Managing Finances

How Your Student Can Use the Summer to Ensure Future Financial Success

By Christine Ascher, USC

As April comes to an end, if your student is like most college students, they are probably thinking a lot about their summer plans. After the chaos of a busy semester, they might be tempted to spend the next three months laying by the pool and relaxing.

However, the summer is a crucial time for your student to catch up on all the aspects of life that fall by the wayside during the school year, from their personal life to their financial situation.

According to a recent press release from the banking company Discover, summer is “a prime time to establish smart financial habits — such as budgeting and building a credit history — and set yourself up for financial success next school year and beyond.” By dedicating a bit of time to finances now, your student will be in a much better place moving forward.

The easiest way to start establishing good financial habits is to find a summer job. When your student starts working, they can “create a budget based on [their] income, what [they’ll] need to buy each month — such as gas and food — and how much [they’d] like to save during the summer.” By starting out a budgeting on a smaller scale with a summer job, your student will better understand how to allocate their money later on when they start working full-time.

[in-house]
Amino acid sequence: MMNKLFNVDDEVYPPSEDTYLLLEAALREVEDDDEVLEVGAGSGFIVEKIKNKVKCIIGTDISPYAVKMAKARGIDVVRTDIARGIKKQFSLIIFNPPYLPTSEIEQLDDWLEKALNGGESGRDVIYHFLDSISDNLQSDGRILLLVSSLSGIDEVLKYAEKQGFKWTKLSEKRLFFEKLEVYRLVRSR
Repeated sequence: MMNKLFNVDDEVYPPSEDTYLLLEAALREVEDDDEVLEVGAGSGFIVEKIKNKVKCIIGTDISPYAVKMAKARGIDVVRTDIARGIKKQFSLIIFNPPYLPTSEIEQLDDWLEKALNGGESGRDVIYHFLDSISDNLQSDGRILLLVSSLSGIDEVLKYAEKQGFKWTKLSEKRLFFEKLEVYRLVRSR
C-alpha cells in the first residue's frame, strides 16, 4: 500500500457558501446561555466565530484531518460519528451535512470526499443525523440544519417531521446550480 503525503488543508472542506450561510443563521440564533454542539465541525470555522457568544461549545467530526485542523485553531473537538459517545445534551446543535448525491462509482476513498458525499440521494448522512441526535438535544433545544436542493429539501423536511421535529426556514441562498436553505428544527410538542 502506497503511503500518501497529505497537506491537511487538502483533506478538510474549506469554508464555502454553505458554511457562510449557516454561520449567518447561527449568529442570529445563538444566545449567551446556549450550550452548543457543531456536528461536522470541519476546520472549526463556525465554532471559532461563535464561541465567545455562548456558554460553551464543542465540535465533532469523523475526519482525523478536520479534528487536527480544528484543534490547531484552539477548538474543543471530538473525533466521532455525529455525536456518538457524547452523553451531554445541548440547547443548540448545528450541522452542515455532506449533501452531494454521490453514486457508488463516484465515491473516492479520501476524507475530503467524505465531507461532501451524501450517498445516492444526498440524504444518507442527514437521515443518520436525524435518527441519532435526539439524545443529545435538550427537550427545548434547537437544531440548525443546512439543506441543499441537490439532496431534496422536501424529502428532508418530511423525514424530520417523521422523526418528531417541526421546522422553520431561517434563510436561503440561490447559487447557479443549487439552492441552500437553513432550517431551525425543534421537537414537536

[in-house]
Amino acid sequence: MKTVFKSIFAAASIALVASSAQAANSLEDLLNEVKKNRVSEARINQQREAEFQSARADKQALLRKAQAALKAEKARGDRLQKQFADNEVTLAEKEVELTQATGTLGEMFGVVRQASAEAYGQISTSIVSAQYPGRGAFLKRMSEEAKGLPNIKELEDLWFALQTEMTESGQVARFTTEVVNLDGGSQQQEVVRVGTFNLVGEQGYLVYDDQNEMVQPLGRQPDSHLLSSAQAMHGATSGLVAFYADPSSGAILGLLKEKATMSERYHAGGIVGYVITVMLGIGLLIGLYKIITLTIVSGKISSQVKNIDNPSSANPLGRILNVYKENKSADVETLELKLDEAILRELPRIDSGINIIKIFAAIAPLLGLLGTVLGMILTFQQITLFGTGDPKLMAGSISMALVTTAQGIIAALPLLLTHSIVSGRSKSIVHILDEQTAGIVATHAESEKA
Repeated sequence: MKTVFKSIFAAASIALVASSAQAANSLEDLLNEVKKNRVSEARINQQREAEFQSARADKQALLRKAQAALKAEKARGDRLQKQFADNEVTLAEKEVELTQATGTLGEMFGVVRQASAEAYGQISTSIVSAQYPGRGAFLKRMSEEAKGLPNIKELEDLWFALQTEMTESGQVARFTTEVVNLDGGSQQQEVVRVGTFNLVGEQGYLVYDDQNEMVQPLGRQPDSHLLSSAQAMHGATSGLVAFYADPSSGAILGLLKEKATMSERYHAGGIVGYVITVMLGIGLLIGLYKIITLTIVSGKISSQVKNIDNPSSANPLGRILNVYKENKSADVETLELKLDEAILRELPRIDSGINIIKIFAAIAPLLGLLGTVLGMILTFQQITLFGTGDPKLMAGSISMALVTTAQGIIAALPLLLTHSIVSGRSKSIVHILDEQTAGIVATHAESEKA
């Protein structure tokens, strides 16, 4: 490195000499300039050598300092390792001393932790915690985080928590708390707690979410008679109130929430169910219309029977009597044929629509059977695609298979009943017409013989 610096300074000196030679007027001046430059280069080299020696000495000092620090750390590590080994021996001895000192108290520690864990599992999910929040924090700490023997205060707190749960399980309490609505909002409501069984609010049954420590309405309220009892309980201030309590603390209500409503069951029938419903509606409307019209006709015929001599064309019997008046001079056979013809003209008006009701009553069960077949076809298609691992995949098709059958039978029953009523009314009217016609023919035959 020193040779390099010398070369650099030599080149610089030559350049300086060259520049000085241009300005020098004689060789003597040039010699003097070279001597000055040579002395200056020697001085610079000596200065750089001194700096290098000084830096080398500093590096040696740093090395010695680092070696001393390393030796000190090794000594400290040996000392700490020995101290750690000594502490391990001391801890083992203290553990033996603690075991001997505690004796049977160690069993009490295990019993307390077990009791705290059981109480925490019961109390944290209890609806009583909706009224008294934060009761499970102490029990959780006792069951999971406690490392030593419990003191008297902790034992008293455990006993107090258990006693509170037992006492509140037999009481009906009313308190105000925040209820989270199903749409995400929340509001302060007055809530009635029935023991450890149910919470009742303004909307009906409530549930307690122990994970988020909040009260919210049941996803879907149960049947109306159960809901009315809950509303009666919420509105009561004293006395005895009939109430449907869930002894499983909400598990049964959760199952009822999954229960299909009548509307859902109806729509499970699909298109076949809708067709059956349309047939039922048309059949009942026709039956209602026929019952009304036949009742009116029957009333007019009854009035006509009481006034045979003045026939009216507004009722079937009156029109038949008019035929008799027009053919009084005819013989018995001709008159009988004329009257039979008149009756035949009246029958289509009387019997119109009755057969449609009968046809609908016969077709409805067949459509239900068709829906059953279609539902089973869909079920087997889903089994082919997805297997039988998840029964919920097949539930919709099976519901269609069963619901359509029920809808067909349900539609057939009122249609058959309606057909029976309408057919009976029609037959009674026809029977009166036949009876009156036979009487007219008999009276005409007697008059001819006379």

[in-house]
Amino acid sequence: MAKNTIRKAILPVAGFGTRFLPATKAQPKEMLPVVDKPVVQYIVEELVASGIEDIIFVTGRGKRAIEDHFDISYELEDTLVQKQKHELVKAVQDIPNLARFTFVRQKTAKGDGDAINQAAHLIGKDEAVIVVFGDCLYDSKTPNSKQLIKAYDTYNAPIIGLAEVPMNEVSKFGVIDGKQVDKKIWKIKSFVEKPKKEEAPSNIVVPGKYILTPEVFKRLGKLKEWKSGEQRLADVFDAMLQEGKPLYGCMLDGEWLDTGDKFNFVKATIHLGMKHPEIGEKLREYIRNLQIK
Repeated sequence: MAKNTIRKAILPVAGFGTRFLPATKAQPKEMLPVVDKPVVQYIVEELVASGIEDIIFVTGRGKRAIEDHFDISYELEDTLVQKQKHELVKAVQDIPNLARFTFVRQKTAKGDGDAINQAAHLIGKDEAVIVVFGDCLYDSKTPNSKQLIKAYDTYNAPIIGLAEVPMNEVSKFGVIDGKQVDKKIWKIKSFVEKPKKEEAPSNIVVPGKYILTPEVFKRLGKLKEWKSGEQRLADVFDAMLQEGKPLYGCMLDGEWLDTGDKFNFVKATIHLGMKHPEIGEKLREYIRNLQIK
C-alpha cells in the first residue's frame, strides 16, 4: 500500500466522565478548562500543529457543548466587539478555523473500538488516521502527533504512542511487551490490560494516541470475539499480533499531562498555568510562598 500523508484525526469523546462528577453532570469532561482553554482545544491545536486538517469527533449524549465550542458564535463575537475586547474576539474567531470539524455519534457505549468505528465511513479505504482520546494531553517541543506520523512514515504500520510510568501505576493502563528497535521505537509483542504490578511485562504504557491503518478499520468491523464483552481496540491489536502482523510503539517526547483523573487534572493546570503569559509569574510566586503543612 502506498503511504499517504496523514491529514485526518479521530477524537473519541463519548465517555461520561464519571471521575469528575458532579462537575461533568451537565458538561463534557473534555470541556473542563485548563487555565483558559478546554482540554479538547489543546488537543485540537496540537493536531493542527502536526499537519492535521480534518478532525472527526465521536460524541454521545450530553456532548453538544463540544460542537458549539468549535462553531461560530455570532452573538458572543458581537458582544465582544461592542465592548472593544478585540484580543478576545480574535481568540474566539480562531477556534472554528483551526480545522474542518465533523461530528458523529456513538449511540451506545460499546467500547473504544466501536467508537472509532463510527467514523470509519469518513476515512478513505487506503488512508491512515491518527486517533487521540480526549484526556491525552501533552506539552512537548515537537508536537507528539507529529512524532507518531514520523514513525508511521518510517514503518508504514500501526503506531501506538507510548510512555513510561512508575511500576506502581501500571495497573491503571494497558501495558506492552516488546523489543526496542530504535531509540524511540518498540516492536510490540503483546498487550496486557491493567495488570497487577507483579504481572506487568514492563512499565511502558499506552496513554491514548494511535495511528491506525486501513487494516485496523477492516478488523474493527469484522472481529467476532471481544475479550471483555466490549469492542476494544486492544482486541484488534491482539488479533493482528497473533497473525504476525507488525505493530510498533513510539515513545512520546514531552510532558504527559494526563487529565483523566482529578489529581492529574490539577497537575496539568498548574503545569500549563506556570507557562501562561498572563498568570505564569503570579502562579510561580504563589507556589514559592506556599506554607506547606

Discover also suggests using a credit card in order to begin building up credit history. If your student uses their credit card and pays it off on time each month, they’ll be on their way to establishing a good credit score. A credit score tells lenders how reliable you are in repaying loans and will play a large role in your student’s applications for any future loans.

Help your student try to find a card that’s geared specifically towards college students; they often offer deals specifically tailored to student needs. For instance, the “Discover it chrome for Students card offers 2 percent cash back at gas stations and restaurants on up to $1,000 in combined purchases each quarter and $20 cash back each school year your [student’s] GPA is 3.0 or higher for up to the next five years.” Look around before you settle on one credit card to ensure that your student is getting the best deal.

The more you teach your student to do now to establish good financial habits, the better off they’ll be in the future. Especially if they already have a summer job or paid internship set up, they should try to dedicate their summer to budgeting and building up their credit score — they’ll thank themselves in the future.

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